My life got better when I got a bike with a plastic tank cover. Magnetic tanks bags are a problem, yes, but that’s a small price to pay for never having to worry about handlebar dents. But if you are in the metal tank world, you don’t have to bondo and paint every ding. The best way is what they do here to the hood of this Porsche. I heard about shops that did this back in the 80′s, and it was always considered the “black art” of body shops. Being able to manipulate the metal instead of banging on it, a skilled craftsman can “push” out a dent without doing more damage that requires bondo and paint. I’ve never seen anyone do it up close until this – so if you’re interested check it out.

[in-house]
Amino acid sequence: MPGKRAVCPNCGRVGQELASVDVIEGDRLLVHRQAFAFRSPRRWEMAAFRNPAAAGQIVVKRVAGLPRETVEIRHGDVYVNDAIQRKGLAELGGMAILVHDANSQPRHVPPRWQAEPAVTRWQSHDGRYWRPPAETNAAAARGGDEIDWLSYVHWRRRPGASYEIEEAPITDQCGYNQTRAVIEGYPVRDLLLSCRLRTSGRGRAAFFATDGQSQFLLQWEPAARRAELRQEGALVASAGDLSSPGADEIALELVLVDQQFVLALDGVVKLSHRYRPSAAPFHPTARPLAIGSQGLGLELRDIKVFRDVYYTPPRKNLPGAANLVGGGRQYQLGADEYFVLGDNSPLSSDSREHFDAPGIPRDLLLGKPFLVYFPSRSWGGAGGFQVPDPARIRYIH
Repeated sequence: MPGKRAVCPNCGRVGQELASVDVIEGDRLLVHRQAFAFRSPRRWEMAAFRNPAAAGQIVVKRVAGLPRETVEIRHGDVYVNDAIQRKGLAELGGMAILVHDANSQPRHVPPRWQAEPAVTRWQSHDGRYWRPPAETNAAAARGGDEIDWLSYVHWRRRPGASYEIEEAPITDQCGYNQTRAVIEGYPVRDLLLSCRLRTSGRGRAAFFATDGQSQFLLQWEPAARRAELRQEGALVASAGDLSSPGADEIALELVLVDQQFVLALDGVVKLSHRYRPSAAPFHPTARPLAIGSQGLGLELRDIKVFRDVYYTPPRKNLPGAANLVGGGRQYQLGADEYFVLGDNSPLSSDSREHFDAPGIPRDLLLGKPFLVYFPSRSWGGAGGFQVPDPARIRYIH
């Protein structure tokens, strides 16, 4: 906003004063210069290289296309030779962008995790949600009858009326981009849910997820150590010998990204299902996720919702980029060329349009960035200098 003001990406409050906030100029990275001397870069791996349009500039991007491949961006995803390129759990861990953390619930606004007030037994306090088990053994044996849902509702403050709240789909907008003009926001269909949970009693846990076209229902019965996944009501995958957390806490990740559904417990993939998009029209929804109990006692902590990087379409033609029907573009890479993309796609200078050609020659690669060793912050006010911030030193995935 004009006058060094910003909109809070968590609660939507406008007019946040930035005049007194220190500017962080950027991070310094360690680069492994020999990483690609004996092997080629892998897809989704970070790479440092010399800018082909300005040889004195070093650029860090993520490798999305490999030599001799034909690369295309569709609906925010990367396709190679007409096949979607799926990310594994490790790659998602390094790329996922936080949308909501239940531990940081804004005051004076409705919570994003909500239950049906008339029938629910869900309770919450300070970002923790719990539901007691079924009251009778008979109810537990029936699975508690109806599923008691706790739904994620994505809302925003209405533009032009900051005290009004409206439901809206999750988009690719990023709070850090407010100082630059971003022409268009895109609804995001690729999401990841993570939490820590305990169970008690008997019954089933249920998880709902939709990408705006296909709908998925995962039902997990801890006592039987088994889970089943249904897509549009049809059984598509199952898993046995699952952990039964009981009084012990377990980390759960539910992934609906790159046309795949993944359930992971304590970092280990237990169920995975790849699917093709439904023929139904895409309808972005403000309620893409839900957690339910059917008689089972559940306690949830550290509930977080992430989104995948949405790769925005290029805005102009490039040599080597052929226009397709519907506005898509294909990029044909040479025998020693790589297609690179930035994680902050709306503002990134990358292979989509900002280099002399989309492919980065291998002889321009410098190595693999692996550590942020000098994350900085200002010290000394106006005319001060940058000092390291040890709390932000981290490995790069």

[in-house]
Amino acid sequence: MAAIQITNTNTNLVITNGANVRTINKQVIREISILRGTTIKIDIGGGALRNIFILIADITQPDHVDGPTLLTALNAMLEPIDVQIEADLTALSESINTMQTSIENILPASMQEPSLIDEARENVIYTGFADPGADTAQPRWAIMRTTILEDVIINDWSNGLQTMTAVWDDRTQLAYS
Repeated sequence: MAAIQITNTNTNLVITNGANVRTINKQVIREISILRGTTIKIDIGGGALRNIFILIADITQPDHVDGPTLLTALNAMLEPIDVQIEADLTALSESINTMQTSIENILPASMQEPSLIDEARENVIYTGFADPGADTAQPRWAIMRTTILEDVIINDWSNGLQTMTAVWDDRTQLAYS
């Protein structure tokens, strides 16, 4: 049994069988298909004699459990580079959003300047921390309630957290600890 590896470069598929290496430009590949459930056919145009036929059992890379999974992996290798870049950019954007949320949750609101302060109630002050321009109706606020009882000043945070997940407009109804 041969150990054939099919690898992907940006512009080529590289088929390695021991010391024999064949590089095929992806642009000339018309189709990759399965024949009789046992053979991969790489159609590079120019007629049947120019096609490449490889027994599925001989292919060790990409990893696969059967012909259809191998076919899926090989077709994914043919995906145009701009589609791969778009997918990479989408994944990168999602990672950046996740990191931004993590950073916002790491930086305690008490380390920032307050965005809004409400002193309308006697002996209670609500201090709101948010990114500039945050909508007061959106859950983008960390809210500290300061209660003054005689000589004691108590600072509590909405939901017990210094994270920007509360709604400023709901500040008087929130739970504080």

Bikes that are close to ten years old might be cheap to buy, and look like they’re in good condition, but you need to factor in the cost of servicing: valve clearance check (around $600), fork seals (around $300), clutch (around $300), brake piston seals (I have no idea how much but I bet it’s a couple of $$), etc. Many used bike asking prices have risen in the past few years – probably the result of higher Japanese bike prices since the tsunami and earthquakes have taken its toll on production output a couple of years ago. A 2002 Ninja 250, that I gladly recommended buying ten years ago was going for $1700; today you can find he same bike with an asking price of $1900 on CL. That would still be an okay price for fun zippy transportation if you didn’t need to have the valves checked and the forks rebuilt on an 11 year old bike. For $2800 plus tax (the actual cost if you bought that old Ninja 250), plus maybe a new chain, sprockets, brakes, and tires… You’re paying close to $4k. You can buy a NEWER Ninja 300 for around that price, or at least a good condition 2011. So just because it’s cheap doesn’t mean it’s a bargain.